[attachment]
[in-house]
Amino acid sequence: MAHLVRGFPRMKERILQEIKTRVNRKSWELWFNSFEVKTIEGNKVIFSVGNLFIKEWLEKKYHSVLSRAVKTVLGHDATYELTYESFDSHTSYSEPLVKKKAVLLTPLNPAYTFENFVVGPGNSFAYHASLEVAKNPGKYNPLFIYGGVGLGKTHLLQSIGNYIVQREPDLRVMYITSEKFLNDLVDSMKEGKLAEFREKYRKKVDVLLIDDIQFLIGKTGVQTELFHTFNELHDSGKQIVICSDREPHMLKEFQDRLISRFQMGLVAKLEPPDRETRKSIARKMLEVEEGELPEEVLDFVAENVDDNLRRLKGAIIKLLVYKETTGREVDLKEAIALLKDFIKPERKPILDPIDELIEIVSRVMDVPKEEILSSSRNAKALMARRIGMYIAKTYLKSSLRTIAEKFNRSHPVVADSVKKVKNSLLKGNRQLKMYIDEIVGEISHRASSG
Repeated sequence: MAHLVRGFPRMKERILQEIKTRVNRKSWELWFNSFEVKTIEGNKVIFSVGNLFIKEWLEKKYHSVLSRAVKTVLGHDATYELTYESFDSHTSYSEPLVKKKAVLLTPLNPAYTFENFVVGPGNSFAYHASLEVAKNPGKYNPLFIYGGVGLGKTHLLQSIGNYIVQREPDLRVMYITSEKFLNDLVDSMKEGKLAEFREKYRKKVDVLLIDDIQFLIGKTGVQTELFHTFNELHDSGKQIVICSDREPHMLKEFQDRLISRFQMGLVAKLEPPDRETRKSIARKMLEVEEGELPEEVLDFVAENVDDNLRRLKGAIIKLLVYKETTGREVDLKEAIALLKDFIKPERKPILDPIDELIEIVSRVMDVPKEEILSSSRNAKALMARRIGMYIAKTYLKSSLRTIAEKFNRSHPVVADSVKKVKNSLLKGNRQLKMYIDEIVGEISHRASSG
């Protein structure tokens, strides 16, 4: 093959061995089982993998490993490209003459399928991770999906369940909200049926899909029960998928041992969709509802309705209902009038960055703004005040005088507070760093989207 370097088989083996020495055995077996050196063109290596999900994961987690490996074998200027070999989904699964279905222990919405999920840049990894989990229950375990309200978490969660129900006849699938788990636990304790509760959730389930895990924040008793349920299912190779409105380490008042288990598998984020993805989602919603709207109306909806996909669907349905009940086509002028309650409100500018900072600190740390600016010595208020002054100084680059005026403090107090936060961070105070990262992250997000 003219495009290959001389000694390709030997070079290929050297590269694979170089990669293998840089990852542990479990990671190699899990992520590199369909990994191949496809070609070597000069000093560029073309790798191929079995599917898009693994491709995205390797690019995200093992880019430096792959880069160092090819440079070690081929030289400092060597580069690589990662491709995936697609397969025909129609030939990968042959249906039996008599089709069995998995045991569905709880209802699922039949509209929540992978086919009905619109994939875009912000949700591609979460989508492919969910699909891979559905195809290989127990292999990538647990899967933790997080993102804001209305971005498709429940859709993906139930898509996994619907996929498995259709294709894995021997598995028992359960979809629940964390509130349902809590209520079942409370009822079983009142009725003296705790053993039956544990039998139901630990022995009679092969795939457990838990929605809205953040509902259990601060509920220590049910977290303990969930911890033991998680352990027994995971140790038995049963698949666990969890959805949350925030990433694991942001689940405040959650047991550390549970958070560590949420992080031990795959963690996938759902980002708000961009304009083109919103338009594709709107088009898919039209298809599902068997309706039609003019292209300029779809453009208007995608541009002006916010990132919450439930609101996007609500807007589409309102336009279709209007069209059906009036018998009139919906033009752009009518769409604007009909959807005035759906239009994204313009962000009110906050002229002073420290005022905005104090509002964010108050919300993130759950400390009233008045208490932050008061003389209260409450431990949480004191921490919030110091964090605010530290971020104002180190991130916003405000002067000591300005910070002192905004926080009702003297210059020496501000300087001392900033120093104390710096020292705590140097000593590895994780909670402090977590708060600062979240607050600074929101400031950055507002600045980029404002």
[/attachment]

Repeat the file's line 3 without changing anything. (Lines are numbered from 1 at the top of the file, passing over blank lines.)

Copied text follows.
Repeated sequence: MAHLVRGFPRMKERILQEIKTRVNRKSWELWFNSFEVKTIEGNKVIFSVGNLFIKEWLEKKYHSVLSRAVKTVLGHDATYELTYESFDSHTSYSEPLVKKKAVLLTPLNPAYTFENFVVGPGNSFAYHASLEVAKNPGKYNPLFIYGGVGLGKTHLLQSIGNYIVQREPDLRVMYITSEKFLNDLVDSMKEGKLAEFREKYRKKVDVLLIDDIQFLIGKTGVQTELFHTFNELHDSGKQIVICSDREPHMLKEFQDRLISRFQMGLVAKLEPPDRETRKSIARKMLEVEEGELPEEVLDFVAENVDDNLRRLKGAIIKLLVYKETTGREVDLKEAIALLKDFIKPERKPILDPIDELIEIVSRVMDVPKEEILSSSRNAKALMARRIGMYIAKTYLKSSLRTIAEKFNRSHPVVADSVKKVKNSLLKGNRQLKMYIDEIVGEISHRASSG